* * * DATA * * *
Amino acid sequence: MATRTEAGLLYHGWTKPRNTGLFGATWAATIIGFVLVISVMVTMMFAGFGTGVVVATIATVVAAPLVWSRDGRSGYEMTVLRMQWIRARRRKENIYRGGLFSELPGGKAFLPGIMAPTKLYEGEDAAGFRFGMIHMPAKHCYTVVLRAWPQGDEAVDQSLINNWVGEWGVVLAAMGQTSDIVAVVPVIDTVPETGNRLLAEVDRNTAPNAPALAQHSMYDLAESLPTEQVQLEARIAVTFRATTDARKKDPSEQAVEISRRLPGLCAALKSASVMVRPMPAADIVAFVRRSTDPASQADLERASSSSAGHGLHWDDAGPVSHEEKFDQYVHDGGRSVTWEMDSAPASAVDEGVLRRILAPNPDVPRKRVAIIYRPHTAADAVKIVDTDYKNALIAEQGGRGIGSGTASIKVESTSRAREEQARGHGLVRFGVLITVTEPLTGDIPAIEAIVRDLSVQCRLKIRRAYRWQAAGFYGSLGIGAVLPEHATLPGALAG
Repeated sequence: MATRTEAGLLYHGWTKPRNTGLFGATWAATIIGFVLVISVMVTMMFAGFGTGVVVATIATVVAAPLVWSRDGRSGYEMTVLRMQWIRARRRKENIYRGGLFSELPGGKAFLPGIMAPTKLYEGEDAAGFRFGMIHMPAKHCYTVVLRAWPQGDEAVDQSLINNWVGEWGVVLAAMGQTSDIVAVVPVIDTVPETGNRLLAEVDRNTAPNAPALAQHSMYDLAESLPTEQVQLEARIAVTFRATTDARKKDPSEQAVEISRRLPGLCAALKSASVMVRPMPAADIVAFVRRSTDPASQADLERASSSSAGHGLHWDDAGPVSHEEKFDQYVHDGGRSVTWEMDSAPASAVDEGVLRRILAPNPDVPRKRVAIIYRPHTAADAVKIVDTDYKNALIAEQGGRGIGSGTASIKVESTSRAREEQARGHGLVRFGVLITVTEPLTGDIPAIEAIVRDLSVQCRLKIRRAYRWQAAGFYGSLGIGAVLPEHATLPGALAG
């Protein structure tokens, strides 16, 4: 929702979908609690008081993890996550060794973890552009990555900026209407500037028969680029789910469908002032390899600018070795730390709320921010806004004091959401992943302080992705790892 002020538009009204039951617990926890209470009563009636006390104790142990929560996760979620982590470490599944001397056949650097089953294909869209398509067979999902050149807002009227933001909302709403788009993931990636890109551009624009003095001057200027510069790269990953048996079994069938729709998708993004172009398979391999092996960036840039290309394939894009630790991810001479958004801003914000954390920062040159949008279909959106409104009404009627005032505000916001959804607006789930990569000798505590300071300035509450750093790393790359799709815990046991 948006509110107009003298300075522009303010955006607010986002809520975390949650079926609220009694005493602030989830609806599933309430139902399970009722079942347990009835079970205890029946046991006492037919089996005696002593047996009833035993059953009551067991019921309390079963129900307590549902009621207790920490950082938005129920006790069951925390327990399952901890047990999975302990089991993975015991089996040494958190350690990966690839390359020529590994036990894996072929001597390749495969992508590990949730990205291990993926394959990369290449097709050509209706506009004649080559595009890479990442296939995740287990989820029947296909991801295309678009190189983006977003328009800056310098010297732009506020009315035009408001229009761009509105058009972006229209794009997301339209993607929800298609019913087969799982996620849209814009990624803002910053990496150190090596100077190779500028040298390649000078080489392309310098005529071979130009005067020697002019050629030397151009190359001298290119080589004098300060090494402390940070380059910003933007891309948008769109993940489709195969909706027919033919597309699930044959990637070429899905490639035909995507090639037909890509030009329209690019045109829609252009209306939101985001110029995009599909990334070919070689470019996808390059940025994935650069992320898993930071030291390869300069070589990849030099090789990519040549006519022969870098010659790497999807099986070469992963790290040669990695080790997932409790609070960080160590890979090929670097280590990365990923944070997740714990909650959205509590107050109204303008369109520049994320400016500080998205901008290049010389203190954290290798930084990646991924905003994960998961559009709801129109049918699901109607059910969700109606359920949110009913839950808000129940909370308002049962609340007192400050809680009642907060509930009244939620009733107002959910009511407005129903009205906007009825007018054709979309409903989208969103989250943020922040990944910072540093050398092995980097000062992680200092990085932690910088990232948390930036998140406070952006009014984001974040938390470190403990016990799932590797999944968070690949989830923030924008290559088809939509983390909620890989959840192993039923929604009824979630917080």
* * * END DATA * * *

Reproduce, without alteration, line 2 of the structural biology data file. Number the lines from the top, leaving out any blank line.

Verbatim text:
Repeated sequence: MATRTEAGLLYHGWTKPRNTGLFGATWAATIIGFVLVISVMVTMMFAGFGTGVVVATIATVVAAPLVWSRDGRSGYEMTVLRMQWIRARRRKENIYRGGLFSELPGGKAFLPGIMAPTKLYEGEDAAGFRFGMIHMPAKHCYTVVLRAWPQGDEAVDQSLINNWVGEWGVVLAAMGQTSDIVAVVPVIDTVPETGNRLLAEVDRNTAPNAPALAQHSMYDLAESLPTEQVQLEARIAVTFRATTDARKKDPSEQAVEISRRLPGLCAALKSASVMVRPMPAADIVAFVRRSTDPASQADLERASSSSAGHGLHWDDAGPVSHEEKFDQYVHDGGRSVTWEMDSAPASAVDEGVLRRILAPNPDVPRKRVAIIYRPHTAADAVKIVDTDYKNALIAEQGGRGIGSGTASIKVESTSRAREEQARGHGLVRFGVLITVTEPLTGDIPAIEAIVRDLSVQCRLKIRRAYRWQAAGFYGSLGIGAVLPEHATLPGALAG